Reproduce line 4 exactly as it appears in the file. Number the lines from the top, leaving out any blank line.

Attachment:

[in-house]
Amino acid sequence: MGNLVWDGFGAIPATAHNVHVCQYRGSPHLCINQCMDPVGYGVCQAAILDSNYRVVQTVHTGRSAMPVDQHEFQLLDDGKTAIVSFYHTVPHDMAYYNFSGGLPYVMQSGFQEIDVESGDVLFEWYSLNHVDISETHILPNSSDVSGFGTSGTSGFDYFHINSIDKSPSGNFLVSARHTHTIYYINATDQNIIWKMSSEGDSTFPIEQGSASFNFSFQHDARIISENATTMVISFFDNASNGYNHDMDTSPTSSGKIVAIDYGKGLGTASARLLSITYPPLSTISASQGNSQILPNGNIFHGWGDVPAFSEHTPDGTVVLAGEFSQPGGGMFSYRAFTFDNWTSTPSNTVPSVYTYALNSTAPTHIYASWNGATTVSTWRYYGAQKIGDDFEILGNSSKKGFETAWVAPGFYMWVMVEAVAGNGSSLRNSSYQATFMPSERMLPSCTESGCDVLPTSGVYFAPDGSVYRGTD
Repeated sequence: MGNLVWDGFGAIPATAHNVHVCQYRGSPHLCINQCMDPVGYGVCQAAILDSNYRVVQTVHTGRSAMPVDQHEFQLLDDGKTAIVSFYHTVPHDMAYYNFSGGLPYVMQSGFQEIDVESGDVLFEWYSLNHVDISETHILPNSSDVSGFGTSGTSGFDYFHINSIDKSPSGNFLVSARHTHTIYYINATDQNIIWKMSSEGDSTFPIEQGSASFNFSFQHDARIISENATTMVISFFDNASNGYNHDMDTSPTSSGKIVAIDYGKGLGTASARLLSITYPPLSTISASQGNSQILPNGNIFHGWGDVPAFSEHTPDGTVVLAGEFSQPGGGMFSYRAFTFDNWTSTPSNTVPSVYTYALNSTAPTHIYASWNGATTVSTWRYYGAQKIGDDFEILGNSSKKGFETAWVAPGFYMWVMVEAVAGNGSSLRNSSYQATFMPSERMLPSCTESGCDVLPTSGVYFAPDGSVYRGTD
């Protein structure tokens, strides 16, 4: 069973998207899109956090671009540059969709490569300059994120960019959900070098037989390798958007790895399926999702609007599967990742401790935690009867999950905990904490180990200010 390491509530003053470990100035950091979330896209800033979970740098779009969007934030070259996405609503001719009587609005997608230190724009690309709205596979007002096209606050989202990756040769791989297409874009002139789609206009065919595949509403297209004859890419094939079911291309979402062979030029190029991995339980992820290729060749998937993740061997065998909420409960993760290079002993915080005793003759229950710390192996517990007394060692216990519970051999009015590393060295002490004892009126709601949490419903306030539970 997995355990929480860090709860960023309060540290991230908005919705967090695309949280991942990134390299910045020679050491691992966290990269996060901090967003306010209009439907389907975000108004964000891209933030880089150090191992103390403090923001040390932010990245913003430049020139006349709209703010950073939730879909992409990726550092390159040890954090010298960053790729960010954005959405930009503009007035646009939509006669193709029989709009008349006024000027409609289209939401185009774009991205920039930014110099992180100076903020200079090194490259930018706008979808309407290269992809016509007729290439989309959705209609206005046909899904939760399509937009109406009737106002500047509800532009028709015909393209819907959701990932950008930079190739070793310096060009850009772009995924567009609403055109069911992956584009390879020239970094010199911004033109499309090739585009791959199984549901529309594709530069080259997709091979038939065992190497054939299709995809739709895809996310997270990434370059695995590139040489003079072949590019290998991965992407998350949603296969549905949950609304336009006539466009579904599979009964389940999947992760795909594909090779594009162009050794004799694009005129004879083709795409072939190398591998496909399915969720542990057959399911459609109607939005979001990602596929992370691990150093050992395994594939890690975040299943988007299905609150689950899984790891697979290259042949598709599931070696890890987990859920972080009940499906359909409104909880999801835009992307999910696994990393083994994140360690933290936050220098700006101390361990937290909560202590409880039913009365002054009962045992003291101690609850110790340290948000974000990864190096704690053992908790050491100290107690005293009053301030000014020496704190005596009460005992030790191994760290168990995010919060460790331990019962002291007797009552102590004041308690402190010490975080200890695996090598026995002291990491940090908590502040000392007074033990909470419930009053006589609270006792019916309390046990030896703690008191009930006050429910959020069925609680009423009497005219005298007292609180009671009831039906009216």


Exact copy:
């Protein structure tokens, strides 16, 4: 069973998207899109956090671009540059969709490569300059994120960019959900070098037989390798958007790895399926999702609007599967990742401790935690009867999950905990904490180990200010 390491509530003053470990100035950091979330896209800033979970740098779009969007934030070259996405609503001719009587609005997608230190724009690309709205596979007002096209606050989202990756040769791989297409874009002139789609206009065919595949509403297209004859890419094939079911291309979402062979030029190029991995339980992820290729060749998937993740061997065998909420409960993760290079002993915080005793003759229950710390192996517990007394060692216990519970051999009015590393060295002490004892009126709601949490419903306030539970 997995355990929480860090709860960023309060540290991230908005919705967090695309949280991942990134390299910045020679050491691992966290990269996060901090967003306010209009439907389907975000108004964000891209933030880089150090191992103390403090923001040390932010990245913003430049020139006349709209703010950073939730879909992409990726550092390159040890954090010298960053790729960010954005959405930009503009007035646009939509006669193709029989709009008349006024000027409609289209939401185009774009991205920039930014110099992180100076903020200079090194490259930018706008979808309407290269992809016509007729290439989309959705209609206005046909899904939760399509937009109406009737106002500047509800532009028709015909393209819907959701990932950008930079190739070793310096060009850009772009995924567009609403055109069911992956584009390879020239970094010199911004033109499309090739585009791959199984549901529309594709530069080259997709091979038939065992190497054939299709995809739709895809996310997270990434370059695995590139040489003079072949590019290998991965992407998350949603296969549905949950609304336009006539466009579904599979009964389940999947992760795909594909090779594009162009050794004799694009005129004879083709795409072939190398591998496909399915969720542990057959399911459609109607939005979001990602596929992370691990150093050992395994594939890690975040299943988007299905609150689950899984790891697979290259042949598709599931070696890890987990859920972080009940499906359909409104909880999801835009992307999910696994990393083994994140360690933290936050220098700006101390361990937290909560202590409880039913009365002054009962045992003291101690609850110790340290948000974000990864190096704690053992908790050491100290107690005293009053301030000014020496704190005596009460005992030790191994760290168990995010919060460790331990019962002291007797009552102590004041308690402190010490975080200890695996090598026995002291990491940090908590502040000392007074033990909470419930009053006589609270006792019916309390046990030896703690008191009930006050429910959020069925609680009423009497005219005298007292609180009671009831039906009216």